Emotional Impact of Dementia Diagnosis Disclosure on Recently Diagnosed Persons: Exploring Patients and Caregivers Perspectives

2.50
Hdl Handle:
http://hdl.handle.net/10755/150590
Type:
Presentation
Title:
Emotional Impact of Dementia Diagnosis Disclosure on Recently Diagnosed Persons: Exploring Patients and Caregivers Perspectives
Abstract:
Emotional Impact of Dementia Diagnosis Disclosure on Recently Diagnosed Persons: Exploring Patients and Caregivers Perspectives
Conference Sponsor:Sigma Theta Tau International
Conference Year:2006
Author:Aminzadeh, Faranak, MScN, GNC, (C)
P.I. Institution Name:Regional Geriatric Assessment Program of Ottawa
Title:Research Associate
Co-Authors:Anna Byszewski, MD, FRCP, (C); Frank Molnar, ; Marg Eisner,
The perspectives and experiences of people with dementia (PWD) in the early post-diagnostic phase have been largely ignored in dementia research, particularly in relation to the issue of diagnosis disclosure. The main objective of this paper is to examine the emotional impact of the diagnosis disclosure on recently diagnosed PWD from the perspective of patients and their caregivers. Thirty patient/caregiver dyads attending a Geriatric Day Hospital Program in Ottawa, Canada participated in this qualitative exploratory study. The triangulation of data sources was used to ensure reliability: a) audio-taping of disclosure meeting, b) in-depth interviews with patients and caregivers within one week of disclosures, and c) focus group interviews with a sub-group of caregivers within one month of disclosure. Patients expressed a range of emotional responses which can be divided into two broad categories: a) those characterized by a lack of insight and/or active denial of their diagnosis (e.g., avoiding naming diagnosis, not seeking out any information, minimizing impairment, defensiveness, etc.), and b) those associated with an awareness of their diagnosis and its implications (e.g., grief reactions of sorrow/sadness, fear/anxiety, self-blame/anger, passive resignation/nihilism, and active surviving/maximizing). Participants went through stages of emotional response to their diagnosis: noticing symptoms ; covering up OR revealing; diagnostic process and disclosure; confirming OR shock; denial, crisis, OR maximizing; disorganization OR adaptation. Among other emerging themes were the impact of fear of social stigma on the sense of self identity, uncertainties associated with the diagnosis and prognosis of dementia, and the importance of hope in the face of these uncertainties. There is an urgent need to continue to develop a better understanding of the experience of PWD after the disclosure in order to design supportive intervention strategies to assist PWD to maximize adaptive coping responses to their diagnosis.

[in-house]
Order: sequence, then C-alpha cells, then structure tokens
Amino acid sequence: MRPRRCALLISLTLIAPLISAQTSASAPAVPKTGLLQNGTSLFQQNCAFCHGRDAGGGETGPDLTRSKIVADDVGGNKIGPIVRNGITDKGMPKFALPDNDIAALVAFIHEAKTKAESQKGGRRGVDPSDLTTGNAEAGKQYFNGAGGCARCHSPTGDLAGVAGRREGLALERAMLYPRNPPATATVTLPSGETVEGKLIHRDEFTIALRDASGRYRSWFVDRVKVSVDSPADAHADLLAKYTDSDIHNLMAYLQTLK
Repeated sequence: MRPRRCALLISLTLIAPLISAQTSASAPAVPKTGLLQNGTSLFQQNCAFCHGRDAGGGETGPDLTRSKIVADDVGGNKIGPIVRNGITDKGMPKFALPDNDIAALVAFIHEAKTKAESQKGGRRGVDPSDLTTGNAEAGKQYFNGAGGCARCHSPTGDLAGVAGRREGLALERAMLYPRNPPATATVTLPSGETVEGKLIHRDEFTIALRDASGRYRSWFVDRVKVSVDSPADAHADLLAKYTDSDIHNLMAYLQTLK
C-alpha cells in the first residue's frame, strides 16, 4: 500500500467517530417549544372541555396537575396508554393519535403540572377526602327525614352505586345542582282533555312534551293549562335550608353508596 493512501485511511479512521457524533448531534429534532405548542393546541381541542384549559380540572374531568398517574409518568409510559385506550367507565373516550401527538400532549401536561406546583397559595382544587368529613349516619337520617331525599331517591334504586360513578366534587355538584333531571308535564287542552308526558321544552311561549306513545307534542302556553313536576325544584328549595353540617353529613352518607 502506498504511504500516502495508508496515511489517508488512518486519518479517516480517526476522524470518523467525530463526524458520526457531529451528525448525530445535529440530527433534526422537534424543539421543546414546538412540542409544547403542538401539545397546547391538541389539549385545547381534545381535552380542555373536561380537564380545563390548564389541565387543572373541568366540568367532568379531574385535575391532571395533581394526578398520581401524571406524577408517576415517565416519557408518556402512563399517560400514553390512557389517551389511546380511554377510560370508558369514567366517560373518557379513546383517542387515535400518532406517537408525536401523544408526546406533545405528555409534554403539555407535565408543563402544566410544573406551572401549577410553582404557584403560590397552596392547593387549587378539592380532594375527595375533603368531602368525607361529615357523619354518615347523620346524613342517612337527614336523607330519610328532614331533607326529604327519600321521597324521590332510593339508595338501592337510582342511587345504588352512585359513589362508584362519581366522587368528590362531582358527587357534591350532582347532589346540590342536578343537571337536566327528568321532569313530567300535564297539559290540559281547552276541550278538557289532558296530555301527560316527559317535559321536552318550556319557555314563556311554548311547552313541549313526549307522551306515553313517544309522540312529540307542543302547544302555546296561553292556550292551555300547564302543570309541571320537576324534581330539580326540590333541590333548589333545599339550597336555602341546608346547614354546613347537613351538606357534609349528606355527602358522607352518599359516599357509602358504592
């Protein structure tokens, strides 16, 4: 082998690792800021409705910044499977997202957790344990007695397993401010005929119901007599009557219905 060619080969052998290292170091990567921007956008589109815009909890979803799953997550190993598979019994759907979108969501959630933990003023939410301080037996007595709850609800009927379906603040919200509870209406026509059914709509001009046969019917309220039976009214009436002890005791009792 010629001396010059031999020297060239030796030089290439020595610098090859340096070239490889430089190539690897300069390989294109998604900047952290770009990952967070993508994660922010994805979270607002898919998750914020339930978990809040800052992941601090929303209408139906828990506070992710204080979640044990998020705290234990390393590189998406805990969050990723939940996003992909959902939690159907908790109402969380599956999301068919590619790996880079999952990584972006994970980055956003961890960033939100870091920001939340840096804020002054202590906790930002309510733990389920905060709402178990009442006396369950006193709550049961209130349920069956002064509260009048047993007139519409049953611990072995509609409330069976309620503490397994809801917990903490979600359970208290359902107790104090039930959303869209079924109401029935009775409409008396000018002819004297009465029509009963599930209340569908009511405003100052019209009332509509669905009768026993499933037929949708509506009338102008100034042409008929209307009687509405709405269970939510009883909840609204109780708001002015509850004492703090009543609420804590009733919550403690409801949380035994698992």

Repository Posting Date:
26-Oct-2011
Date of Publication:
17-Oct-2011
Sponsors:
Sigma Theta Tau International

Full metadata record

DC FieldValue Language
dc.typePresentationen_GB
dc.titleEmotional Impact of Dementia Diagnosis Disclosure on Recently Diagnosed Persons: Exploring Patients and Caregivers Perspectivesen_GB
dc.identifier.urihttp://hdl.handle.net/10755/150590-